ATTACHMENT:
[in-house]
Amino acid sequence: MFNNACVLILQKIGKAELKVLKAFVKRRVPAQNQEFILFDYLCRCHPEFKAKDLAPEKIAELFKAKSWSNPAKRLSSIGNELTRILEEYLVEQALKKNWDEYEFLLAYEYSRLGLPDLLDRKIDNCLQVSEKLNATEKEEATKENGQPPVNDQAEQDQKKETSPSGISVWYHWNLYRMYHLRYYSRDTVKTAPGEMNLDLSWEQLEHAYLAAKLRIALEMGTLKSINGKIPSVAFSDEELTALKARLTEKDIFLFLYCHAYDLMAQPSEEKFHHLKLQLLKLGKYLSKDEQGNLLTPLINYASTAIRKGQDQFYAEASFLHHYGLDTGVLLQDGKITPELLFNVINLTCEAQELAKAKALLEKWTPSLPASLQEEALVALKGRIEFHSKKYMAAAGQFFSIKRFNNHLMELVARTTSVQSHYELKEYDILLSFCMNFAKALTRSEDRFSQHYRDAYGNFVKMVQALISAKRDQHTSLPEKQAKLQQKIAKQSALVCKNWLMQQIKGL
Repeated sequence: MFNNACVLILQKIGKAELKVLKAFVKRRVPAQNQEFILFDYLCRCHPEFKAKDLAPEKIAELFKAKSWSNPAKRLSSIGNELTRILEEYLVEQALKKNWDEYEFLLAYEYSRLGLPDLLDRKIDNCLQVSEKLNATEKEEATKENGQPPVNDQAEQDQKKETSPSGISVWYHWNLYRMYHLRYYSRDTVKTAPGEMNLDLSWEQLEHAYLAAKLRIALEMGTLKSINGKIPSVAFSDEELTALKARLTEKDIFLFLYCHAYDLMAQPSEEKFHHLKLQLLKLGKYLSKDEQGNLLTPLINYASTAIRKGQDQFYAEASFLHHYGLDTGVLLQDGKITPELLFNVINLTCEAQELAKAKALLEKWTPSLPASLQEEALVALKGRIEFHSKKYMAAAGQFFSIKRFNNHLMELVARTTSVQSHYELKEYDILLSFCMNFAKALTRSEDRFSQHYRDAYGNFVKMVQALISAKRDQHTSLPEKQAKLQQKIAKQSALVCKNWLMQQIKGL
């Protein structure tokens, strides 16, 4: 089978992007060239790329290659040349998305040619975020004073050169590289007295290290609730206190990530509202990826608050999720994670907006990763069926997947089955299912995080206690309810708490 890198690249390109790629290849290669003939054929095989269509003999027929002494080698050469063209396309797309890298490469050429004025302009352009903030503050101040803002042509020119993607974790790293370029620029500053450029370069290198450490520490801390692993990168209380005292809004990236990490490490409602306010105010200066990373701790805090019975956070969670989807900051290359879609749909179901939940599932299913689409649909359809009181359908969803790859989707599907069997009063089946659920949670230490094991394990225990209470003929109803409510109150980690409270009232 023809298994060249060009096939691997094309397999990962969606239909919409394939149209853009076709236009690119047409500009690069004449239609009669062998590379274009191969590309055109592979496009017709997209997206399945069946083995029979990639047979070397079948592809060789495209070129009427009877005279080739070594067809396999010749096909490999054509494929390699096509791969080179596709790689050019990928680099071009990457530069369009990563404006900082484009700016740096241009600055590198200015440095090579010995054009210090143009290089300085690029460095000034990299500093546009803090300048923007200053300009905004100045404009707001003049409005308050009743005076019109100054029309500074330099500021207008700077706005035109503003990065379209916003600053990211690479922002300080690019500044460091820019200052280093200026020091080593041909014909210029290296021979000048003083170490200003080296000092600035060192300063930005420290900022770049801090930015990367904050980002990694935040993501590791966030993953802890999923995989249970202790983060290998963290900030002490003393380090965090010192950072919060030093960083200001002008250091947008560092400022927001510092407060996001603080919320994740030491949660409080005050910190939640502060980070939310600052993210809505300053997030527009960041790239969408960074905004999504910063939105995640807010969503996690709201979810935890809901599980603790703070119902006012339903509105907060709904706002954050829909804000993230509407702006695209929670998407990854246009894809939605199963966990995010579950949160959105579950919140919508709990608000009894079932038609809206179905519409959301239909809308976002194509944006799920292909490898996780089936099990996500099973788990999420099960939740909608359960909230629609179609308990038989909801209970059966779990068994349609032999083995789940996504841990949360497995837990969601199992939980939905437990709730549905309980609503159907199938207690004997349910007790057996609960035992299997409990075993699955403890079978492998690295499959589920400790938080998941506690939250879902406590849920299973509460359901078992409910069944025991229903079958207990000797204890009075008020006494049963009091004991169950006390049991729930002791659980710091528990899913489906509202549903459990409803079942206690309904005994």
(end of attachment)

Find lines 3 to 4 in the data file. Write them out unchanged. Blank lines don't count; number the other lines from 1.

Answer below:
Repeated sequence: MFNNACVLILQKIGKAELKVLKAFVKRRVPAQNQEFILFDYLCRCHPEFKAKDLAPEKIAELFKAKSWSNPAKRLSSIGNELTRILEEYLVEQALKKNWDEYEFLLAYEYSRLGLPDLLDRKIDNCLQVSEKLNATEKEEATKENGQPPVNDQAEQDQKKETSPSGISVWYHWNLYRMYHLRYYSRDTVKTAPGEMNLDLSWEQLEHAYLAAKLRIALEMGTLKSINGKIPSVAFSDEELTALKARLTEKDIFLFLYCHAYDLMAQPSEEKFHHLKLQLLKLGKYLSKDEQGNLLTPLINYASTAIRKGQDQFYAEASFLHHYGLDTGVLLQDGKITPELLFNVINLTCEAQELAKAKALLEKWTPSLPASLQEEALVALKGRIEFHSKKYMAAAGQFFSIKRFNNHLMELVARTTSVQSHYELKEYDILLSFCMNFAKALTRSEDRFSQHYRDAYGNFVKMVQALISAKRDQHTSLPEKQAKLQQKIAKQSALVCKNWLMQQIKGL
């Protein structure tokens, strides 16, 4: 089978992007060239790329290659040349998305040619975020004073050169590289007295290290609730206190990530509202990826608050999720994670907006990763069926997947089955299912995080206690309810708490 890198690249390109790629290849290669003939054929095989269509003999027929002494080698050469063209396309797309890298490469050429004025302009352009903030503050101040803002042509020119993607974790790293370029620029500053450029370069290198450490520490801390692993990168209380005292809004990236990490490490409602306010105010200066990373701790805090019975956070969670989807900051290359879609749909179901939940599932299913689409649909359809009181359908969803790859989707599907069997009063089946659920949670230490094991394990225990209470003929109803409510109150980690409270009232 023809298994060249060009096939691997094309397999990962969606239909919409394939149209853009076709236009690119047409500009690069004449239609009669062998590379274009191969590309055109592979496009017709997209997206399945069946083995029979990639047979070397079948592809060789495209070129009427009877005279080739070594067809396999010749096909490999054509494929390699096509791969080179596709790689050019990928680099071009990457530069369009990563404006900082484009700016740096241009600055590198200015440095090579010995054009210090143009290089300085690029460095000034990299500093546009803090300048923007200053300009905004100045404009707001003049409005308050009743005076019109100054029309500074330099500021207008700077706005035109503003990065379209916003600053990211690479922002300080690019500044460091820019200052280093200026020091080593041909014909210029290296021979000048003083170490200003080296000092600035060192300063930005420290900022770049801090930015990367904050980002990694935040993501590791966030993953802890999923995989249970202790983060290998963290900030002490003393380090965090010192950072919060030093960083200001002008250091947008560092400022927001510092407060996001603080919320994740030491949660409080005050910190939640502060980070939310600052993210809505300053997030527009960041790239969408960074905004999504910063939105995640807010969503996690709201979810935890809901599980603790703070119902006012339903509105907060709904706002954050829909804000993230509407702006695209929670998407990854246009894809939605199963966990995010579950949160959105579950919140919508709990608000009894079932038609809206179905519409959301239909809308976002194509944006799920292909490898996780089936099990996500099973788990999420099960939740909608359960909230629609179609308990038989909801209970059966779990068994349609032999083995789940996504841990949360497995837990969601199992939980939905437990709730549905309980609503159907199938207690004997349910007790057996609960035992299997409990075993699955403890079978492998690295499959589920400790938080998941506690939250879902406590849920299973509460359901078992409910069944025991229903079958207990000797204890009075008020006494049963009091004991169950006390049991729930002791659980710091528990899913489906509202549903459990409803079942206690309904005994």